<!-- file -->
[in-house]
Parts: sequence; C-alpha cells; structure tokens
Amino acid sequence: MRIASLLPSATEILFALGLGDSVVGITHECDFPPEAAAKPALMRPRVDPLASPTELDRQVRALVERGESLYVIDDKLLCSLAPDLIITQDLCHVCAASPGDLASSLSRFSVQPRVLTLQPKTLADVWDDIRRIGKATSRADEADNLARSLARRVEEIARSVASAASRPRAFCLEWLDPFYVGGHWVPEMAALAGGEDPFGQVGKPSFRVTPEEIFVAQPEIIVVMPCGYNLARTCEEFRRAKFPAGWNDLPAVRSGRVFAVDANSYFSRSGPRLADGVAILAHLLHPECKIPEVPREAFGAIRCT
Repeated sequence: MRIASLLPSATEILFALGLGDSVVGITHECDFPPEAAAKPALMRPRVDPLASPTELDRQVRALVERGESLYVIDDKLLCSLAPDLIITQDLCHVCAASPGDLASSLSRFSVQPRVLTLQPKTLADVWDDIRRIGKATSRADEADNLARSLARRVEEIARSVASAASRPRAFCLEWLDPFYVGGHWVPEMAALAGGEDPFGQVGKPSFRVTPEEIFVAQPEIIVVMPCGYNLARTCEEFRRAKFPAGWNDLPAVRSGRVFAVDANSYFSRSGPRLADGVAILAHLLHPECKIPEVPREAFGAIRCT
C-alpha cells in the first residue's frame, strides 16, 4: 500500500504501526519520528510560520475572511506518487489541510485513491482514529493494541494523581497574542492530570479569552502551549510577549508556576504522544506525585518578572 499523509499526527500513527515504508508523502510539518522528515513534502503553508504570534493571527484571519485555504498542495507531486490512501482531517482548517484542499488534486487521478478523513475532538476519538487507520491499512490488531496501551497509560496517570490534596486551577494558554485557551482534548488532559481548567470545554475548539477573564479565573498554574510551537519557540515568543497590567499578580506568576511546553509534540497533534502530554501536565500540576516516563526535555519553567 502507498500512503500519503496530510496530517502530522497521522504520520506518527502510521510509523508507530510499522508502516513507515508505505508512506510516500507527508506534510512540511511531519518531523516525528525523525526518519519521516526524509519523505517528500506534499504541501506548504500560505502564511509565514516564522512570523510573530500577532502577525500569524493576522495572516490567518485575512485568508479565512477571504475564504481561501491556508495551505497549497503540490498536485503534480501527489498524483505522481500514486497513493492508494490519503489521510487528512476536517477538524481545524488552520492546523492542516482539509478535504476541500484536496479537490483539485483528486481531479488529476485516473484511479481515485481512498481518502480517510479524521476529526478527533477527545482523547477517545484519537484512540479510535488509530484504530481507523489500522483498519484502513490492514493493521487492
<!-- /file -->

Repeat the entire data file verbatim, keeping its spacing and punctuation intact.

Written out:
[in-house]
Parts: sequence; C-alpha cells; structure tokens
Amino acid sequence: MRIASLLPSATEILFALGLGDSVVGITHECDFPPEAAAKPALMRPRVDPLASPTELDRQVRALVERGESLYVIDDKLLCSLAPDLIITQDLCHVCAASPGDLASSLSRFSVQPRVLTLQPKTLADVWDDIRRIGKATSRADEADNLARSLARRVEEIARSVASAASRPRAFCLEWLDPFYVGGHWVPEMAALAGGEDPFGQVGKPSFRVTPEEIFVAQPEIIVVMPCGYNLARTCEEFRRAKFPAGWNDLPAVRSGRVFAVDANSYFSRSGPRLADGVAILAHLLHPECKIPEVPREAFGAIRCT
Repeated sequence: MRIASLLPSATEILFALGLGDSVVGITHECDFPPEAAAKPALMRPRVDPLASPTELDRQVRALVERGESLYVIDDKLLCSLAPDLIITQDLCHVCAASPGDLASSLSRFSVQPRVLTLQPKTLADVWDDIRRIGKATSRADEADNLARSLARRVEEIARSVASAASRPRAFCLEWLDPFYVGGHWVPEMAALAGGEDPFGQVGKPSFRVTPEEIFVAQPEIIVVMPCGYNLARTCEEFRRAKFPAGWNDLPAVRSGRVFAVDANSYFSRSGPRLADGVAILAHLLHPECKIPEVPREAFGAIRCT
C-alpha cells in the first residue's frame, strides 16, 4: 500500500504501526519520528510560520475572511506518487489541510485513491482514529493494541494523581497574542492530570479569552502551549510577549508556576504522544506525585518578572 499523509499526527500513527515504508508523502510539518522528515513534502503553508504570534493571527484571519485555504498542495507531486490512501482531517482548517484542499488534486487521478478523513475532538476519538487507520491499512490488531496501551497509560496517570490534596486551577494558554485557551482534548488532559481548567470545554475548539477573564479565573498554574510551537519557540515568543497590567499578580506568576511546553509534540497533534502530554501536565500540576516516563526535555519553567 502507498500512503500519503496530510496530517502530522497521522504520520506518527502510521510509523508507530510499522508502516513507515508505505508512506510516500507527508506534510512540511511531519518531523516525528525523525526518519519521516526524509519523505517528500506534499504541501506548504500560505502564511509565514516564522512570523510573530500577532502577525500569524493576522495572516490567518485575512485568508479565512477571504475564504481561501491556508495551505497549497503540490498536485503534480501527489498524483505522481500514486497513493492508494490519503489521510487528512476536517477538524481545524488552520492546523492542516482539509478535504476541500484536496479537490483539485483528486481531479488529476485516473484511479481515485481512498481518502480517510479524521476529526478527533477527545482523547477517545484519537484512540479510535488509530484504530481507523489500522483498519484502513490492514493493521487492